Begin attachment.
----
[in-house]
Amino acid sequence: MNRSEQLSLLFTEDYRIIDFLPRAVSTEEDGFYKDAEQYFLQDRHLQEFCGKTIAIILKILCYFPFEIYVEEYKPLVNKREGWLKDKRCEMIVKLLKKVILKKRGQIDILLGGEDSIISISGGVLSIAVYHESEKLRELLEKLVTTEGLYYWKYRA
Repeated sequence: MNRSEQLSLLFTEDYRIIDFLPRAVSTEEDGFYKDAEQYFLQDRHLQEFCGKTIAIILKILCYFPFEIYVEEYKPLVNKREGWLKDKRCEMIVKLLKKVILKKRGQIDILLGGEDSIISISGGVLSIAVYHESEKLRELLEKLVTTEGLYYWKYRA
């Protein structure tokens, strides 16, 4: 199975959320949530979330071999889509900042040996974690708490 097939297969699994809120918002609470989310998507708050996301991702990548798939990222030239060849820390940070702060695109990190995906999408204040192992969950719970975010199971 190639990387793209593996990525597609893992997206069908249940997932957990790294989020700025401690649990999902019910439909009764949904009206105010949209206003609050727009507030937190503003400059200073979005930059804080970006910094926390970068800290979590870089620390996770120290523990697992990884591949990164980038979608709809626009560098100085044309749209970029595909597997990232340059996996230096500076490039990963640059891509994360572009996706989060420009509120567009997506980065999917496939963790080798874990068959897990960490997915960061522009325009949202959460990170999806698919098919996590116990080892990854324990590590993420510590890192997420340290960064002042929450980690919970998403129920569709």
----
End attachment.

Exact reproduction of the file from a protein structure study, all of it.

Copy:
[in-house]
Amino acid sequence: MNRSEQLSLLFTEDYRIIDFLPRAVSTEEDGFYKDAEQYFLQDRHLQEFCGKTIAIILKILCYFPFEIYVEEYKPLVNKREGWLKDKRCEMIVKLLKKVILKKRGQIDILLGGEDSIISISGGVLSIAVYHESEKLRELLEKLVTTEGLYYWKYRA
Repeated sequence: MNRSEQLSLLFTEDYRIIDFLPRAVSTEEDGFYKDAEQYFLQDRHLQEFCGKTIAIILKILCYFPFEIYVEEYKPLVNKREGWLKDKRCEMIVKLLKKVILKKRGQIDILLGGEDSIISISGGVLSIAVYHESEKLRELLEKLVTTEGLYYWKYRA
């Protein structure tokens, strides 16, 4: 199975959320949530979330071999889509900042040996974690708490 097939297969699994809120918002609470989310998507708050996301991702990548798939990222030239060849820390940070702060695109990190995906999408204040192992969950719970975010199971 190639990387793209593996990525597609893992997206069908249940997932957990790294989020700025401690649990999902019910439909009764949904009206105010949209206003609050727009507030937190503003400059200073979005930059804080970006910094926390970068800290979590870089620390996770120290523990697992990884591949990164980038979608709809626009560098100085044309749209970029595909597997990232340059996996230096500076490039990963640059891509994360572009996706989060420009509120567009997506980065999917496939963790080798874990068959897990960490997915960061522009325009949202959460990170999806698919098919996590116990080892990854324990590590993420510590890192997420340290960064002042929450980690919970998403129920569709």